Restaurant Review: Bagatelle

Romantic French eatery offers yet another reason to avoid the Meatpacking District

It’s easy to harbor hatred about Meatpacking District dining. These once-bloody blocks are now a playground for the rich and, for some tastes, the despicable.

But that’s merely a matter of opinion. One man’s hell is another meathead’s heaven, which brings us to Bagatelle. This French newcomer comes courtesy of New Jersey Republican senatorial candidate Andrew Unanue. He also owns the adjacent Kiss & Fly, a DJ-driven club with bottle service, VIP tables and drinks costing double digits.

It’s what’s wrong with Manhattan. But is Bagatelle a cure?

Decidedly not, judging by the hostess’ cold, diffident welcome. To this, add flighty servers. Upon seating, they’ll disappear long enough for you to read the menu five times and dissect the decor. Columns dot the spacious, bleached-white room chockablock with chandeliers, glossy wood floors, techno pumped from an Apple laptop, the city’s few remaining celebrating i-bankers and sugar daddies dining with daughter-age blondes. Both the clientele and mood could be described as dim, if not mildly romantic.

Now, the menu: Bobo and Ducasse alum Nicolas Cantrel focuses on southern-France fare with contemporary flair. This means mounds of steak and enough seafood to stock a small lake. To begin, skip the highway-robbery salads—$10 for lettuce with vinaigrette!—and opt for a liquid precursor like Le Blues de Manhattan, which is Makers Mark mixed with muddled blueberries and blackberries, Chambord, and sweet vermouth; it creates a fruity, but not sweet, sucker punch that’s an instant brain buzzer.

Not looking to start with a $15 cocktail? Understandable. If price is a concern, forget the truffle-leek ravioli. It’ll run $18 for three limp, stuck-together pasta squares, stuffed with an oily leek mash. Sweet heavens, it’s a waste of truffles. Tastier by far is warm asparagus salad with blood orange or the raw-fish trio. Elegant little postage stamps of bass, salmon and tuna carpaccio—colorfully arranged on a plate like some obscure country’s flag—are delicately licked with lime, dill and cilantro. It’s sashimi with a twist, like the tuna tartare with a citrus-avocado salad. Or, if you prefer apps simple and satisfying, there are perfectly perfunctory plates of cheese and charcuterie.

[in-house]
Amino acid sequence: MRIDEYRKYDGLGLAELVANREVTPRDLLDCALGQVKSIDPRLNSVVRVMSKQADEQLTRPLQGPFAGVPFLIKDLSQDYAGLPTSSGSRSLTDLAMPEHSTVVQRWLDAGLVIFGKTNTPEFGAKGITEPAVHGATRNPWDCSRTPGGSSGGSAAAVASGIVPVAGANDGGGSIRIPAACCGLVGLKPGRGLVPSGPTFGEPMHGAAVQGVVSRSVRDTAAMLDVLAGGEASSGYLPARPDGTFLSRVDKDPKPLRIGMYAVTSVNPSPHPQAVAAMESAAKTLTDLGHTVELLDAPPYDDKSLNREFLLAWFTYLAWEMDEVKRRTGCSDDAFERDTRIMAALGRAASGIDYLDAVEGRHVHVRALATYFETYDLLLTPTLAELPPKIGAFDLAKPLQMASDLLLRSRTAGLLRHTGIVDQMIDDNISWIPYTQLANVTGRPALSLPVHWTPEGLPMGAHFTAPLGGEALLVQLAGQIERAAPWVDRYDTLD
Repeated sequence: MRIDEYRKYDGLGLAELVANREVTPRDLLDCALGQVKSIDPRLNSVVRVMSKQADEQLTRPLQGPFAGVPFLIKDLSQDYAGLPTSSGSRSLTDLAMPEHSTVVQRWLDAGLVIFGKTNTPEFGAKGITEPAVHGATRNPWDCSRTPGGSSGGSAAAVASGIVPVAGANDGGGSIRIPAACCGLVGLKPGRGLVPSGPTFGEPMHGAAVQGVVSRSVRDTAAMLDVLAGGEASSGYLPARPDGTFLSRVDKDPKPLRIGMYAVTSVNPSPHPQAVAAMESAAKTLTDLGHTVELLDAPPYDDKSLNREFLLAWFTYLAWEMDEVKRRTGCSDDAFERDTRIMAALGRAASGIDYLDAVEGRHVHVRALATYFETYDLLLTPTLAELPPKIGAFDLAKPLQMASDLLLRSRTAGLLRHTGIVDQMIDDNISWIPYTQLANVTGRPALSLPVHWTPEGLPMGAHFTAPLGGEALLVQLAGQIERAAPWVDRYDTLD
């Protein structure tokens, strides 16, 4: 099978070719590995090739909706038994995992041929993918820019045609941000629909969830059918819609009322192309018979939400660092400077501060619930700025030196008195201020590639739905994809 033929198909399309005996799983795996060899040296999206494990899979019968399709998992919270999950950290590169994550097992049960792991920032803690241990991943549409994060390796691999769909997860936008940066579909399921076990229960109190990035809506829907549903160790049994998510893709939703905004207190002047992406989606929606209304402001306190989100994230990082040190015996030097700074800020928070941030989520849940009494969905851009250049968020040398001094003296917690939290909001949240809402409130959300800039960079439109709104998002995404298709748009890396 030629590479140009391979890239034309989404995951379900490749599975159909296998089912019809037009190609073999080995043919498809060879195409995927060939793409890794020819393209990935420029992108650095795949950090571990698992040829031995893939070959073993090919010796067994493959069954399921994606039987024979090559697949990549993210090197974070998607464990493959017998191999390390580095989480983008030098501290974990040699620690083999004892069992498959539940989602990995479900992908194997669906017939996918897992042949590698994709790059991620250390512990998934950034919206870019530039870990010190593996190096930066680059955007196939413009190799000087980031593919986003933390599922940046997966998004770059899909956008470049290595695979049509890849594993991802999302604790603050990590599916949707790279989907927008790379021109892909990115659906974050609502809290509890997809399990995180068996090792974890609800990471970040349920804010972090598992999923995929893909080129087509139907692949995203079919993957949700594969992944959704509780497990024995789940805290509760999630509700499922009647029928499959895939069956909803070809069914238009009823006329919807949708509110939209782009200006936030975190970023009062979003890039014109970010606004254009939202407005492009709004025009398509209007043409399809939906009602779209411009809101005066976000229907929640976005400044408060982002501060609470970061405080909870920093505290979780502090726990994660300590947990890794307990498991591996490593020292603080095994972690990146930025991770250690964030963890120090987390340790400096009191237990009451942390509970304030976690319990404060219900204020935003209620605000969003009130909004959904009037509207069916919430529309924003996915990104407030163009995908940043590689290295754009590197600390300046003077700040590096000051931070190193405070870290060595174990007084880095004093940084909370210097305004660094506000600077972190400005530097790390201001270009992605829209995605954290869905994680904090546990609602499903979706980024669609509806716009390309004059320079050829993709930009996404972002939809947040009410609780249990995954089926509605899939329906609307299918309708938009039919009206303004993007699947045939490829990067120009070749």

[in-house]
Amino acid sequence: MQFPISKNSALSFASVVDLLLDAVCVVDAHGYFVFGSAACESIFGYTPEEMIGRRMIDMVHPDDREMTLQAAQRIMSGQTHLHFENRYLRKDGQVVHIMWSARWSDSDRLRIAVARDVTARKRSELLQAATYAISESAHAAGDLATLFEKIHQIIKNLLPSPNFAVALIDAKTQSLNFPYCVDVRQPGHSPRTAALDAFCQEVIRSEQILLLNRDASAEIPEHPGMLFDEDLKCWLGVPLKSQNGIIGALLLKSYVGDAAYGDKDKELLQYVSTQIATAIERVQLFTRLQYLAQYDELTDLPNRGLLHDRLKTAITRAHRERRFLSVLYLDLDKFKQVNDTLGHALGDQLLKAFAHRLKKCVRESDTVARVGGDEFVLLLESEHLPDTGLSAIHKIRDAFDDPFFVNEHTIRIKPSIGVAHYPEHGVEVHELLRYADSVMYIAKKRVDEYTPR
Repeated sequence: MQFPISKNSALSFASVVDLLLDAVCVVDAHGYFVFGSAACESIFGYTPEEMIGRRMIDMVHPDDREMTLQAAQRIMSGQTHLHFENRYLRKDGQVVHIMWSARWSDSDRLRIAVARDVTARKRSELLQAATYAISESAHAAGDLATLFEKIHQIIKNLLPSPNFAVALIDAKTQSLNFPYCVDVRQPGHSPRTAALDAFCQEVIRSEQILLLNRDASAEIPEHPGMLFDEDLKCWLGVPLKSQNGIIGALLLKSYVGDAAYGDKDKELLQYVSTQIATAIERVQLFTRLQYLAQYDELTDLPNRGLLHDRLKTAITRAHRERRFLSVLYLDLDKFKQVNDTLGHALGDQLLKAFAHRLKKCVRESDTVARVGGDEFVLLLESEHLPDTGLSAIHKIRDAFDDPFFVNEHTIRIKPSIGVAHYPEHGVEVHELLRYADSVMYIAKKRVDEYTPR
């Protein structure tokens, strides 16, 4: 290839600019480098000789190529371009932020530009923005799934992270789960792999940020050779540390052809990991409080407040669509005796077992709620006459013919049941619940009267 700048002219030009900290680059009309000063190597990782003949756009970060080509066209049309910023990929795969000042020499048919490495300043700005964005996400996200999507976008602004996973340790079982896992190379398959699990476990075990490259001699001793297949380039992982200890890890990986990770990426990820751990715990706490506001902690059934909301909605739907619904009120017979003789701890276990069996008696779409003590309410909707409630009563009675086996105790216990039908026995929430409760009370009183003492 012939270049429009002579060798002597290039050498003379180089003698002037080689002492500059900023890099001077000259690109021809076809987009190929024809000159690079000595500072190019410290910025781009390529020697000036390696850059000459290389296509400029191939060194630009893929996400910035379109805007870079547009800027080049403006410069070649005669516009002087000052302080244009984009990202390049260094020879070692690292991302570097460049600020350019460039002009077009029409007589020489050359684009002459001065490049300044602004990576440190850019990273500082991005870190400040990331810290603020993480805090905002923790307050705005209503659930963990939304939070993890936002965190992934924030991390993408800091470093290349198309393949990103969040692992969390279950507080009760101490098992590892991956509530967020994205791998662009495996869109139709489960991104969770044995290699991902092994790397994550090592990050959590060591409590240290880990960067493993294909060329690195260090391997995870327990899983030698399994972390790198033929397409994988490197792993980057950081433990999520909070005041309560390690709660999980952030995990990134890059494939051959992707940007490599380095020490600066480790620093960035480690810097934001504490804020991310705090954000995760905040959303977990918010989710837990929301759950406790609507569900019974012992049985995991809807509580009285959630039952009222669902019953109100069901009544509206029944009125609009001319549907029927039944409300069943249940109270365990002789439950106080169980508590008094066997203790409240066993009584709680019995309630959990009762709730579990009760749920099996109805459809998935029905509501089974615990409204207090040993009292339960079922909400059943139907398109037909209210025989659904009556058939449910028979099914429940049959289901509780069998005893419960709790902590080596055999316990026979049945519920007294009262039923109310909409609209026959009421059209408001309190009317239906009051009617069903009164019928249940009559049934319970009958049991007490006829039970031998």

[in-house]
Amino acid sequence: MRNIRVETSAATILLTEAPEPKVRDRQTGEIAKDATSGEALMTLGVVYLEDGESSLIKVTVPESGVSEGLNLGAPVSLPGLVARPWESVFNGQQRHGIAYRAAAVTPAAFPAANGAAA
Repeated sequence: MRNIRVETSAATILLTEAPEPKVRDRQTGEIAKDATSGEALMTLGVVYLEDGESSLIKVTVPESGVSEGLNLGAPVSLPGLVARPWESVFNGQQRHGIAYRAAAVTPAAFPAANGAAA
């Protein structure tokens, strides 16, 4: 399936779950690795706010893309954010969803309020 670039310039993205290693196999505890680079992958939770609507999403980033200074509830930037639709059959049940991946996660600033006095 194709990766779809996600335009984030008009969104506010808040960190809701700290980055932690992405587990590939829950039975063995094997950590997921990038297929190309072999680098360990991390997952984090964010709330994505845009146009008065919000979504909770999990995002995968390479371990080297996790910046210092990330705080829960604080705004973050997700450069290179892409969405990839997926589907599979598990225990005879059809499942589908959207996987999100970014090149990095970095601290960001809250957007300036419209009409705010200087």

Mains mainly tread the tried-and-true path. There’s steak au poivre sided with fries (seemingly quite popular with the button-down set), grilled rib eyes and even a $55 whole roasted chicken, kicked up in cost and flavor with requisite truffles. Seriously, you must be tripping to pay that much for mushrooms.

More worthy are the scallops with a citrus-balsamic reduction. “About half the people like it, while half the people hate it,” the waitress explained.

Does she like it?

“Well, yeah.”

You will too. The scallops are lightly seared, while the coal-hued reduction is a delicate interplay between forcefulness and grace. Go for it—and not the Thursday-night veal-stew special. It’s an over-rich orgy of butter and cream, meaty mushrooms and veal as bland and forgettable as Ryan Seacrest. Sigh, it’s such a waste of tender young flesh. Making matters worse, the stew arrives with a side of Sahara-dry brown rice.

Desserts offer a modicum of redemption. The profiteroles are fairly puffy, while the tiramisu, served in a cocktail glass, is fluffy and infused with strong currents of bitter espresso. However, it’s too little, too late, to save a subpar and excessively costly meal.

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